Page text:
"The letter suggests that the judge was trying to put her finger on the scales in the disciplinary proceeding," said Ronald Minkoff of Frankfurt Kurnit Klein & Selz PC, a legal ethics expert who analyzed New York's judicial conduct code for the state bar association. "No matter how provoked she was — and she was indeed provoked — she shouldn't have let Mr. Quirk's conduct get under her skin."

Quirk was brought up on disciplinary charges for sending an email to Judge DiFiore in the wake of a New York Post article that reported she had ordered an "independent review of the New York state court system's response to issues of institutional racism" after receiving a complaint about the union leader's alleged conduct toward Black court officers.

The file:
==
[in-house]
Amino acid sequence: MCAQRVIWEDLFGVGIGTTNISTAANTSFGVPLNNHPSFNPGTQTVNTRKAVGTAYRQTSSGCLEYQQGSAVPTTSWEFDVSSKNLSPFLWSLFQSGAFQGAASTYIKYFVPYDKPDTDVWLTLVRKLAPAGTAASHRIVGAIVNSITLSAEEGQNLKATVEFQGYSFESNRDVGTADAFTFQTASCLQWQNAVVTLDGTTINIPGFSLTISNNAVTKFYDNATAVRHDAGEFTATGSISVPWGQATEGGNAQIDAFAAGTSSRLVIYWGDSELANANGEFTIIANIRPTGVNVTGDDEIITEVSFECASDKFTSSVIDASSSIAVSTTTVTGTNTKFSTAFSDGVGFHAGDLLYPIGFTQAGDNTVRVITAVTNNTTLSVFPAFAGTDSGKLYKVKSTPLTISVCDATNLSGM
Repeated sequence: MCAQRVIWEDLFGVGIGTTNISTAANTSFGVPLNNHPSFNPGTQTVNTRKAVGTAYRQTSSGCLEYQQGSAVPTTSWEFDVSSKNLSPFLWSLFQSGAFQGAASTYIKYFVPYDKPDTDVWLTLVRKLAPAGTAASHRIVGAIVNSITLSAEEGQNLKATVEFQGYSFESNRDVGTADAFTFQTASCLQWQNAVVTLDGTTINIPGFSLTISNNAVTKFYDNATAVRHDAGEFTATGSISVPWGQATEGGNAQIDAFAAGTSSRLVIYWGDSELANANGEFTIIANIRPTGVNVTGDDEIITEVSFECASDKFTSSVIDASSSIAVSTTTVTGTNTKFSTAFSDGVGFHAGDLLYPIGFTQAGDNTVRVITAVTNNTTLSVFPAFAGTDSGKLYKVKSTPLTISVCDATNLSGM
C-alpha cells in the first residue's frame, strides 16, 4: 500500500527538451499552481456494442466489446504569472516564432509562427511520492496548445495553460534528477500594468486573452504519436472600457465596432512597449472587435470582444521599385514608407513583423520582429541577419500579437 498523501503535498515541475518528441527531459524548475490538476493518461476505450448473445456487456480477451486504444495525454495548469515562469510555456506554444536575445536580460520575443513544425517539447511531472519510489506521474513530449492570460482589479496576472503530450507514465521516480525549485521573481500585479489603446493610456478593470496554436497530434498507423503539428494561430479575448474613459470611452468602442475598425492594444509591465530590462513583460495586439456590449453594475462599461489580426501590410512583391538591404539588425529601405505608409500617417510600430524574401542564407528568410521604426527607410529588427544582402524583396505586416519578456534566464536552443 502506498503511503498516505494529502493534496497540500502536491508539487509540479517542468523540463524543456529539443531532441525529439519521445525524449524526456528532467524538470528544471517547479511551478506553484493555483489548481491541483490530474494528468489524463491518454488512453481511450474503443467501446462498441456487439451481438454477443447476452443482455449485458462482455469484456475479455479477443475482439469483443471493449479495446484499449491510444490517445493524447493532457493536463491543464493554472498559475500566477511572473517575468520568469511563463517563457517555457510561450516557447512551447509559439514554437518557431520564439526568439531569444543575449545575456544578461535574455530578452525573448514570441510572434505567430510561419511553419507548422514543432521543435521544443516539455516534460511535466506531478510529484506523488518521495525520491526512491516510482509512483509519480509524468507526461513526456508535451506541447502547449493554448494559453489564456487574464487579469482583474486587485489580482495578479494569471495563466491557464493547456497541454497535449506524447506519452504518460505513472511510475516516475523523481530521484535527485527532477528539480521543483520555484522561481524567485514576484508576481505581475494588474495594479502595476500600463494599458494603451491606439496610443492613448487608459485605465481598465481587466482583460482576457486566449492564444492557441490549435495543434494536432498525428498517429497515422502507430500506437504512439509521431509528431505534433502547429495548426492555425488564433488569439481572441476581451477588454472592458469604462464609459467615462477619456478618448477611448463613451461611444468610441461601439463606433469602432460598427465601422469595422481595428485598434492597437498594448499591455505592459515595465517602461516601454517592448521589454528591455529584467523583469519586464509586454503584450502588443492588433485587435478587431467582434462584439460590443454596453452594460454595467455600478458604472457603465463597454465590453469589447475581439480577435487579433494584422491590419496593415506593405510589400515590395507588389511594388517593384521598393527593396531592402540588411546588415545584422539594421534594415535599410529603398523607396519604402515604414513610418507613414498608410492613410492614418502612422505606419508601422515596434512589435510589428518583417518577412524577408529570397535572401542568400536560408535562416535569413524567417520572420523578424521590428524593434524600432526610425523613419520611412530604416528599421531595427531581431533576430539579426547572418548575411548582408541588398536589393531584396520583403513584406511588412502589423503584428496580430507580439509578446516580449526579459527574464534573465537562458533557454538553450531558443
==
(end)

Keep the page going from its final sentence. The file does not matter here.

Quirk then emailed Judge DiFiore, suggesting he'd respond to her spreading "false rumors," according to state court records filed to quash a subpoena for DiFiore to testify in Quirk's disciplinary hearing.

"Lets [sic] see [how] you like the online articles about your relationship with a police officer with ties to organized crime while you were married posted all over every court building in NYS," Quirk said, according to the court documents.

Richard Emery, who served on the commission for 13 years, said Judge DiFiore's use of judicial stationery to write to the hearing officer would be "a big violation, which is something the commission has seen many times, regrettably."

"That is a classic, and hardly unprecedented, situation of judges using their position for personal gain or influence over a pending judicial proceeding," he said.

"But in this case, on a human level, it is understandable," Emery said. "Just not permissible."